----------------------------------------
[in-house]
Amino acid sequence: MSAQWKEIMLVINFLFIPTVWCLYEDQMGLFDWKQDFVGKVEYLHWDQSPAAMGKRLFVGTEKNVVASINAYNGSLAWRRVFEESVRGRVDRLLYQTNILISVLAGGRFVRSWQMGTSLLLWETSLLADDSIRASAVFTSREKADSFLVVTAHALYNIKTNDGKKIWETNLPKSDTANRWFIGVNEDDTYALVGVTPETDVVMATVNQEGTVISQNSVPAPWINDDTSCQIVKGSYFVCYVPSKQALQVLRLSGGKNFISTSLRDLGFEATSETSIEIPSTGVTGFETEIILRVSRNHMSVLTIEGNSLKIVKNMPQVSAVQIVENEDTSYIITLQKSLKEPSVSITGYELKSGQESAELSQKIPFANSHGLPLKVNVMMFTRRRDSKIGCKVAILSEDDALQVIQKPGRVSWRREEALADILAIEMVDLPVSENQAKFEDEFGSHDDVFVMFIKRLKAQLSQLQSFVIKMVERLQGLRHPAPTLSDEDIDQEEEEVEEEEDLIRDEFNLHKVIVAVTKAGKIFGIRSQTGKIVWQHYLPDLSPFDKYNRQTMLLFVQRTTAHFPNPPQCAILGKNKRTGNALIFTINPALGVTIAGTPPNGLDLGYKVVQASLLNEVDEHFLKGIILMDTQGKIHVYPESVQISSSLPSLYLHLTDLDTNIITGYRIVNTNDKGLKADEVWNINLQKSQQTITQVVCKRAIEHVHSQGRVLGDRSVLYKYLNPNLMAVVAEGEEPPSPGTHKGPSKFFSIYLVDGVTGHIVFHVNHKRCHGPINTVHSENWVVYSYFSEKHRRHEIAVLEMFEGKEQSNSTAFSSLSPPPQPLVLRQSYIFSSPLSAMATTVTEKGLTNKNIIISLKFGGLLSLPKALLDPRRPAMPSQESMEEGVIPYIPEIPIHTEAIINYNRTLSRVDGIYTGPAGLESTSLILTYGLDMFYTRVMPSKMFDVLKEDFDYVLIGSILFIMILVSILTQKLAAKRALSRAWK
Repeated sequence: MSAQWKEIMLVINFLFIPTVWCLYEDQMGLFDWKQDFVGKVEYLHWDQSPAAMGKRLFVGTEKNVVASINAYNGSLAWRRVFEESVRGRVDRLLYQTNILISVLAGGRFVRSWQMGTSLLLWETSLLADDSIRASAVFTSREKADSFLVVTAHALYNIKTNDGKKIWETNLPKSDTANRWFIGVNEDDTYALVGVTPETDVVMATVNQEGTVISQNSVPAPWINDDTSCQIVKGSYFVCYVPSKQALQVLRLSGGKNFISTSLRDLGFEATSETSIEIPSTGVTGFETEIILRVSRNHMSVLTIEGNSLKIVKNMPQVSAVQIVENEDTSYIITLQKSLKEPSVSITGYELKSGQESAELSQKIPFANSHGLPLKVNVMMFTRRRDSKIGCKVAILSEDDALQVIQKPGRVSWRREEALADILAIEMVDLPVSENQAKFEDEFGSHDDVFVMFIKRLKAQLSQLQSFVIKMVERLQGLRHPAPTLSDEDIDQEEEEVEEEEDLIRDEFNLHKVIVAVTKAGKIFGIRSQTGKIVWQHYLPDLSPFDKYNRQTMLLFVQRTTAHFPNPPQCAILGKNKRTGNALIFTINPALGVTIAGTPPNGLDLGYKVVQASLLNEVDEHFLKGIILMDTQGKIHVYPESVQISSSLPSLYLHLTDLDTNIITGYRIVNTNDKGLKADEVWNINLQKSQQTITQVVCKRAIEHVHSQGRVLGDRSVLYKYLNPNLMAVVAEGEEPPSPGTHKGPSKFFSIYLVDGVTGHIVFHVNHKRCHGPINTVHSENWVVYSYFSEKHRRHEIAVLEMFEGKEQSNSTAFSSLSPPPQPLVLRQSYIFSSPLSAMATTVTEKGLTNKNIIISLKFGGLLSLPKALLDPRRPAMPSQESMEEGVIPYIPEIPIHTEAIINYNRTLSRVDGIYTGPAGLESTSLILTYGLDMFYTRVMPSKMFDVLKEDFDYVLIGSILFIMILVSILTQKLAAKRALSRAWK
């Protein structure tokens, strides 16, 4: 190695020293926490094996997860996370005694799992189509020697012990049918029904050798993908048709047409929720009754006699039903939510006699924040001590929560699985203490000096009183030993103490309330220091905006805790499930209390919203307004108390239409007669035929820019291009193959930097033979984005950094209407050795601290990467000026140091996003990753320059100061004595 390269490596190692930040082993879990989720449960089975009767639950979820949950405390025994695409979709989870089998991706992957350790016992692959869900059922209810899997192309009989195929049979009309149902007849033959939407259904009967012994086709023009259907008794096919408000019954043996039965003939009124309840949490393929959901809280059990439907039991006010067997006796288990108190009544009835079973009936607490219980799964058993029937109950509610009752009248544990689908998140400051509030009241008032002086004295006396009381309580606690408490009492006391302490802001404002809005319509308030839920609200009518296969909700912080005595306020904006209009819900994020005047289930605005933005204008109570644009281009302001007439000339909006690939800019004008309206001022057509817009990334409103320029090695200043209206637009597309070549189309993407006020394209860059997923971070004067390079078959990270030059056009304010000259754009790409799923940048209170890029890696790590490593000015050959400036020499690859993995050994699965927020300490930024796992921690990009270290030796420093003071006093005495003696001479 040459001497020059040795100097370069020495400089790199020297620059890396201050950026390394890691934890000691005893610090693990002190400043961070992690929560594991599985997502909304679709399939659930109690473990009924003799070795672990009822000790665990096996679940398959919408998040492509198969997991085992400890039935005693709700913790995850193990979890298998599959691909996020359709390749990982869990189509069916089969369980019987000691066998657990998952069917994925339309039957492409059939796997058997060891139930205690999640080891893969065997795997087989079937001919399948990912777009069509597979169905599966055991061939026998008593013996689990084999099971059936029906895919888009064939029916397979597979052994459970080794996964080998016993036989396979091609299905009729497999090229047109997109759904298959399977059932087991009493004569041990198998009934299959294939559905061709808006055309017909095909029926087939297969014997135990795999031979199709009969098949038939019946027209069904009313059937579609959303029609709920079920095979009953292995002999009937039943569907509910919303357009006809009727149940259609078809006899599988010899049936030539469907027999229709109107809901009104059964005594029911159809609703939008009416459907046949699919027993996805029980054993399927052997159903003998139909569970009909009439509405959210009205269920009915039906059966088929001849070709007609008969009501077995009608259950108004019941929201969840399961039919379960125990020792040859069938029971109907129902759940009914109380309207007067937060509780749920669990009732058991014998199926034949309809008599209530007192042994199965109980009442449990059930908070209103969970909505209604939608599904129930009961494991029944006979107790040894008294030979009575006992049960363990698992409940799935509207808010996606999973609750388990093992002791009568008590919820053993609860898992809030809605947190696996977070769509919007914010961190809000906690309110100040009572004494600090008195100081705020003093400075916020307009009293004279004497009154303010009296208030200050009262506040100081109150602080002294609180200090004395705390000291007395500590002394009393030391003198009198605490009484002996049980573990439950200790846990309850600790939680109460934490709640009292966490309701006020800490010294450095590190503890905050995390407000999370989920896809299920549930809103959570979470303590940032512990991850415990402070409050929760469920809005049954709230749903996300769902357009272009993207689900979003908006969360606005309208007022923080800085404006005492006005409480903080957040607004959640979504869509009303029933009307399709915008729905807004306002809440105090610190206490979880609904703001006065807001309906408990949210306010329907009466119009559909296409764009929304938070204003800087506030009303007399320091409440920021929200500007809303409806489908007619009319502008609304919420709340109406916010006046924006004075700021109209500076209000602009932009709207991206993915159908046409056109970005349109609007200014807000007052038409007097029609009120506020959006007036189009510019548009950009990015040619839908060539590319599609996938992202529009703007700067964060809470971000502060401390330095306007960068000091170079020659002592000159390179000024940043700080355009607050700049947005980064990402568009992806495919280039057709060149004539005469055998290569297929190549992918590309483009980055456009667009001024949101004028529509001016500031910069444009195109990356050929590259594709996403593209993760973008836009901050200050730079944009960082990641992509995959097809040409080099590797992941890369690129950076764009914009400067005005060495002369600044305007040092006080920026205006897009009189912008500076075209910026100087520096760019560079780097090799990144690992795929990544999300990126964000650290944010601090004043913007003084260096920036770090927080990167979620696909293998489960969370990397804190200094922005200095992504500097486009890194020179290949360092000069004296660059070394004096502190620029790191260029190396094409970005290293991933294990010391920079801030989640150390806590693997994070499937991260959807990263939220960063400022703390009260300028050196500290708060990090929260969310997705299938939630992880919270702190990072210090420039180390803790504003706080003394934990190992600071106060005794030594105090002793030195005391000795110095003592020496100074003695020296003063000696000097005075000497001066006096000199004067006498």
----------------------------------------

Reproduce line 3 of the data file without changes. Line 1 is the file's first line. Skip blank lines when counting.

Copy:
Repeated sequence: MSAQWKEIMLVINFLFIPTVWCLYEDQMGLFDWKQDFVGKVEYLHWDQSPAAMGKRLFVGTEKNVVASINAYNGSLAWRRVFEESVRGRVDRLLYQTNILISVLAGGRFVRSWQMGTSLLLWETSLLADDSIRASAVFTSREKADSFLVVTAHALYNIKTNDGKKIWETNLPKSDTANRWFIGVNEDDTYALVGVTPETDVVMATVNQEGTVISQNSVPAPWINDDTSCQIVKGSYFVCYVPSKQALQVLRLSGGKNFISTSLRDLGFEATSETSIEIPSTGVTGFETEIILRVSRNHMSVLTIEGNSLKIVKNMPQVSAVQIVENEDTSYIITLQKSLKEPSVSITGYELKSGQESAELSQKIPFANSHGLPLKVNVMMFTRRRDSKIGCKVAILSEDDALQVIQKPGRVSWRREEALADILAIEMVDLPVSENQAKFEDEFGSHDDVFVMFIKRLKAQLSQLQSFVIKMVERLQGLRHPAPTLSDEDIDQEEEEVEEEEDLIRDEFNLHKVIVAVTKAGKIFGIRSQTGKIVWQHYLPDLSPFDKYNRQTMLLFVQRTTAHFPNPPQCAILGKNKRTGNALIFTINPALGVTIAGTPPNGLDLGYKVVQASLLNEVDEHFLKGIILMDTQGKIHVYPESVQISSSLPSLYLHLTDLDTNIITGYRIVNTNDKGLKADEVWNINLQKSQQTITQVVCKRAIEHVHSQGRVLGDRSVLYKYLNPNLMAVVAEGEEPPSPGTHKGPSKFFSIYLVDGVTGHIVFHVNHKRCHGPINTVHSENWVVYSYFSEKHRRHEIAVLEMFEGKEQSNSTAFSSLSPPPQPLVLRQSYIFSSPLSAMATTVTEKGLTNKNIIISLKFGGLLSLPKALLDPRRPAMPSQESMEEGVIPYIPEIPIHTEAIINYNRTLSRVDGIYTGPAGLESTSLILTYGLDMFYTRVMPSKMFDVLKEDFDYVLIGSILFIMILVSILTQKLAAKRALSRAWK